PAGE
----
With the implementation of Lockdown Level 2, more and more companies will bring people back into the workplace. If you’re feeling uneasy, you’re not alone.

There are a lot of mixed feelings; while some might be eager to finally get out of the house, a good number of people are very anxious. A recent poll indicated that only 25% of employees are ready to return to a regular work schedule while 75% felt that they would prefer to work from home, and only go into the office when needed. The world has changed and environmental cues such as sanitation stations, masks, screens, and social distancing will continue to remind us of the threat we face.

Thing is, as our new normal merged work-life and home-life into one, we became resourceful and creative. And with time - cocooned in the safety of our homes - we have adapted. Hey, we’ve figured out how to turn dining rooms into offices and kitchens into classrooms!  Let’s face it, returning to the workplace full time will take planning and support.

There is no playbook for re-entering the workplace during a global pandemic. This is a first for all of us. But there are science-backed ways to manage stress and keep productivity up during this unprecedented time.

We have a few tips on how to minimise stress as we transition through the phases of reopening:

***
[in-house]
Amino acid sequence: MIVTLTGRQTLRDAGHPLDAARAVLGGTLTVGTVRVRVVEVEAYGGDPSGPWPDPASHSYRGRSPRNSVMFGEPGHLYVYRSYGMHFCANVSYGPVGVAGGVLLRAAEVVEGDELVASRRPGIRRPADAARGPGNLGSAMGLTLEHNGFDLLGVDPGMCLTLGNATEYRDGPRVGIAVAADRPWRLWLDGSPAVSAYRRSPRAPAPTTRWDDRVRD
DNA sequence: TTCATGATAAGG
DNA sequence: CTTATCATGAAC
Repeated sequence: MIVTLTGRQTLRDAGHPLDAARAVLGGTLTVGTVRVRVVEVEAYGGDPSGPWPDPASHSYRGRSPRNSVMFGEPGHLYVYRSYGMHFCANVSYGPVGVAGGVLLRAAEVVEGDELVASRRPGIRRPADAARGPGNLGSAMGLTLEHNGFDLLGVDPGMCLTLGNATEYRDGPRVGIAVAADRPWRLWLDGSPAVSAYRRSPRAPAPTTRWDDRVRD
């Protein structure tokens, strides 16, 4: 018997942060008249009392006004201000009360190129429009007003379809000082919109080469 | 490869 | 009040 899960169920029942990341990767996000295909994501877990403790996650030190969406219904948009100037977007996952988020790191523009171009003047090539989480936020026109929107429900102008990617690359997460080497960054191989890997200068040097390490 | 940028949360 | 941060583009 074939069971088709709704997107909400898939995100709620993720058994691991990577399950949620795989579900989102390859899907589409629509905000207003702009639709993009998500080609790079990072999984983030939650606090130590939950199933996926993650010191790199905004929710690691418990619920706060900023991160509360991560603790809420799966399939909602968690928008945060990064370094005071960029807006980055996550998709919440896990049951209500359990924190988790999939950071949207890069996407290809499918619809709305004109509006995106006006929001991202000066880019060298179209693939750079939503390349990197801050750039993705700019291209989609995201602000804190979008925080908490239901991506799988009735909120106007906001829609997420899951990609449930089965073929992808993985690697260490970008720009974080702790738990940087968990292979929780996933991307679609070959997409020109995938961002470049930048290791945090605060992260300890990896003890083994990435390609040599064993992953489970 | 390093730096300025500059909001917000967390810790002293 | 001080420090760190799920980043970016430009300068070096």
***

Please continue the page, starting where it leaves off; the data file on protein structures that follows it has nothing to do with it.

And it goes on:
• Acknowledge and address anxiety. A constant state of heightened stress can derail your physical health and immunity. Find someone to talk to. If it’s not your boss, talk to a colleague, or invest in a therapist. Mismanaged anxiety can lead to unwanted consequences. Make use of stress-reduction apps, practice mindfulness and self-care.
  • Prepare to have a shorter fuse. We need to readjust to a team. Changing conditions will require patience. Keep in mind that fellow employees are experiencing their own transition. So, show compassion and stock up on patience.
  • Celebrate the opportunity to reconnect. Enjoy the little things that have been absent over the past few months. Have coffee breaks and one-on-one conversations with colleagues. This might seem insignificant, but it will help to establish normality back into your routine.
  • Be kind. Some people have been ill or are bereaving family or friends. Share experiences and thoughts and take action to support colleagues. Swap “How are you?” with “What challenges are you facing now?” or “What’s on your mind?”
  • Manage your expectations. Redefine productivity. Find respectful ways to self-advocate. If you are still figuring out childcare or home-school logistics, let your boss know and if need be, ask for flexibility.
  • Keep your guard up. The easing of restrictions doesn’t mean that the threat is over. Keep taking precautions – wash your hands for 20 seconds while taking deep breaths, have sanitiser and disinfecting wipes handy, and clean surfaces often. Wear a mask and don’t shake someone’s hand.

A year from now, if someone asks how living through COVID-19 changed you, how do you want to answer? Regardless of the difficulties, you get to decide how this shapes the person you want to be.

Be safe everyone.

Source: coronavirus.beyondblue.org.au, wework.com, biospace.com, stewartmckelvey.com, safetyandhealthmagazine.com, vuelio.com, independent.co.uk, hbr.org

DISCLAIMER: The information on this website is for educational purposes only, and is not intended as medical advice, diagnosis or treatment. If you are experiencing symptoms or need health advice, please consult a healthcare professional.